MJFF Grants Support AC Immune Work Into Ways to Stop Progression
The Michael J. Fox Foundation for Parkinson’s Research (MJFF) has awarded about $1.5 million in grants to AC Immune to support work into small molecules against two proteins that are key players in the neurodegeneration underlying Parkinson’s disease.
The two grants will fund research into molecules able to enter the brain and inhibit the aggregation of alpha-synuclein, a disease hallmark, and that can prevent the activation of a pathway that drives neuroinflammation, called the (NOD)-like receptor protein 3 (NLRP3) inflammasome.
“Our Foundation continues to invest in state-of-the-art research to improve our understanding of a-syn [alpha-synuclein] pathology and neuroinflammation in PD [Parkinson’s disease], with the objective to translate these discoveries into therapeutic strategies for PD,” Marco Baptista, PhD, vice president of research programs at the MJFF, said in a press release. “We are pleased to award these two grants to AC Immune to drive the development of therapies that may slow or stop disease progression.”
A key feature of Parkinson’s is the accumulation of toxic clumps of misfolded alpha-synuclein protein within dopamine-producing nerve cells, triggering their death. Dopamine is a chemical messenger that allows nerve cells to communicate and, among other functions, helps to regulate movement.
An inhibitor able to enter the brain and prevent the clumping of alpha-synuclein could help to halt disease progression. One MJFF grant will support AC Immune’s early-stage program to develop such molecules.
The other grant will support company research into a small molecule that might treat the disease by blocking the activation of the NLRP3 inflammasome in the brain.
Chronic inflammation is believed to contribute to the loss of dopaminergic neurons, particularly in the substantia nigra, a brain region involved in the control of voluntary movements, and one of the most affected in Parkinson’s disease.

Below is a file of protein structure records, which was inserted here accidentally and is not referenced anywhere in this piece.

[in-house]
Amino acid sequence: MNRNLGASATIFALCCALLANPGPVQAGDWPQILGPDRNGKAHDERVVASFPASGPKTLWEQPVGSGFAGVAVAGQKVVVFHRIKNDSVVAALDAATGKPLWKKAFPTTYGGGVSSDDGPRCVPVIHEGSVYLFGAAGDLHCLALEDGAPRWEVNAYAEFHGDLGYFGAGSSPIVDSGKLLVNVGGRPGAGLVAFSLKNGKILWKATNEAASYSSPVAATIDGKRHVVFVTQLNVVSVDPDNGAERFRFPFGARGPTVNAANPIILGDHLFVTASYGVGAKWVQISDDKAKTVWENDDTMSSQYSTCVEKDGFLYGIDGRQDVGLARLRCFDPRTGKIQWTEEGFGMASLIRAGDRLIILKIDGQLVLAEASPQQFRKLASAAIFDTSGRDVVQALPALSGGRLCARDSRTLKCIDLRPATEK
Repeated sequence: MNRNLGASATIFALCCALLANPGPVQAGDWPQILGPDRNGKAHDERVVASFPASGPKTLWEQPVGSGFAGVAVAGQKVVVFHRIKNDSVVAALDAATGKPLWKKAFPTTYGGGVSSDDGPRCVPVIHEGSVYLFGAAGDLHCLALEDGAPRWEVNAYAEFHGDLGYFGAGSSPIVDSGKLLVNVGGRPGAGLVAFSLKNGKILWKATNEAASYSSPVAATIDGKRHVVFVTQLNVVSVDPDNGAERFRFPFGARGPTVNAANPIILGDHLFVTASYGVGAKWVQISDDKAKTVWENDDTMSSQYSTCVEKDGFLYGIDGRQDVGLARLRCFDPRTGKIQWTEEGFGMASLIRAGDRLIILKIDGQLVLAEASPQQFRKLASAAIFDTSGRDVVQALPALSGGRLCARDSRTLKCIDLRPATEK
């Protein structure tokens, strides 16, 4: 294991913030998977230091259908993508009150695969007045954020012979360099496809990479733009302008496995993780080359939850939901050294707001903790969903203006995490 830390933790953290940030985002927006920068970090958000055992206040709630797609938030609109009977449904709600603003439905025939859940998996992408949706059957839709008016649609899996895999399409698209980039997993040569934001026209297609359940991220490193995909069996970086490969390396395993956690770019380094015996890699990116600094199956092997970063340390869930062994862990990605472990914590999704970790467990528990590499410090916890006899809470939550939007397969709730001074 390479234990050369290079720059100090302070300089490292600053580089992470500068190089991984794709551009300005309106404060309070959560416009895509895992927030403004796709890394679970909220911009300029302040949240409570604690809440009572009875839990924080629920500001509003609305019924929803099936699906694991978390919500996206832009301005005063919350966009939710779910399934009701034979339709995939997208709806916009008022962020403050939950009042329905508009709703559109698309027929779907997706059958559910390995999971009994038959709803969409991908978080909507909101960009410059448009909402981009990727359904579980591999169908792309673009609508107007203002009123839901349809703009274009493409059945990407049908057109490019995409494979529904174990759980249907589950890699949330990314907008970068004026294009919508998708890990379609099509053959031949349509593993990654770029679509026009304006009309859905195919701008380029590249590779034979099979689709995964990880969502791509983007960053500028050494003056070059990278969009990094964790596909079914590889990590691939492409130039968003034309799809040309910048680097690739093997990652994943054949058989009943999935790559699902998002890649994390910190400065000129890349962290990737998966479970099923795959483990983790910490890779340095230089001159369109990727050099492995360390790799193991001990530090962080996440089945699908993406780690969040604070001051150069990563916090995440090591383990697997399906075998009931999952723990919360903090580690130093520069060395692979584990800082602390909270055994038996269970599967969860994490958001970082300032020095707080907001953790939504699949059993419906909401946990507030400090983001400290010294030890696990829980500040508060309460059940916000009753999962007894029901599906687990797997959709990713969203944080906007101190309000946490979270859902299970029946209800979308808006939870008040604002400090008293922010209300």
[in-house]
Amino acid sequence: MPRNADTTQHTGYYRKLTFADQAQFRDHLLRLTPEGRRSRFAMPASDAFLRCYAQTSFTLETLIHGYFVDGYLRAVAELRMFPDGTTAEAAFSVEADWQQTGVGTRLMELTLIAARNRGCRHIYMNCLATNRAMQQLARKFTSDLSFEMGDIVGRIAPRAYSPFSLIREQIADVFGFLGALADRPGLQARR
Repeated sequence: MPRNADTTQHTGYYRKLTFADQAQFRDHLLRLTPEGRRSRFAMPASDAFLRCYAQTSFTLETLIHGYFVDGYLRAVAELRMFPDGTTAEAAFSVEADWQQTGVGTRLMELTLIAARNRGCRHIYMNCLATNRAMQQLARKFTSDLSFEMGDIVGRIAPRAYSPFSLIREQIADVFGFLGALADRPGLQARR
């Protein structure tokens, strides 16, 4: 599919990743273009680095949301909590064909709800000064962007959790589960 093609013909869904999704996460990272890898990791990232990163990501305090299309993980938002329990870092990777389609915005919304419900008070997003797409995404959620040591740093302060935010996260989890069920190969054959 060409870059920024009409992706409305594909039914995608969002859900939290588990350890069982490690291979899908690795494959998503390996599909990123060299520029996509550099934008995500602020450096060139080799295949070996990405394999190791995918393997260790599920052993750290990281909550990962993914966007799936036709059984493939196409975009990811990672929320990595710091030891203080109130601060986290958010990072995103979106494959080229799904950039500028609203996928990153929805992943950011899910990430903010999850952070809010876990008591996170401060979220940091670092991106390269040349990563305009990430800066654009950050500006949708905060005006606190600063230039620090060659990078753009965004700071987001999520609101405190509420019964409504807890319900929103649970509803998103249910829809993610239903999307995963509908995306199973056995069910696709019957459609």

Inflammasomes, a group of immune system proteins, are known to play a key role in the activation of inflammatory responses. Inhibiting the NLRP3 inflammasome was shown to lessen neuroinflammation and improve nerve cell survival in different models of neurodegenerative diseases, including Parkinson’s.
“We are extremely proud to receive these new grants and grateful to the MJFF for their continued support of our efforts to develop novel candidates in PD,” said Andrea Pfeifer, CEO of AC Immune. “A-syn and NLRP3 inflammasome both play a major role in several neurodegenerative diseases representing untapped promising targets for research and development.”
The small molecules are being developed using AC Immune’s proprietary Morphomer platform. This platform allows researchers to create small molecules, called morphomers, that specifically bind to misfolded proteins — such as alpha-synuclein — to break up neurotoxic aggregates and prevent their aggregation and proliferation.
“Our Morphomer technology platform once again demonstrates its potential to deliver brain penetrant small molecule protein aggregation inhibitors and builds on AC Immune’s extensive experience in medicinal chemistry, protein biochemistry, and cell biology related to targeting misfolded and aggregation-prone proteins,” Pfeifer added.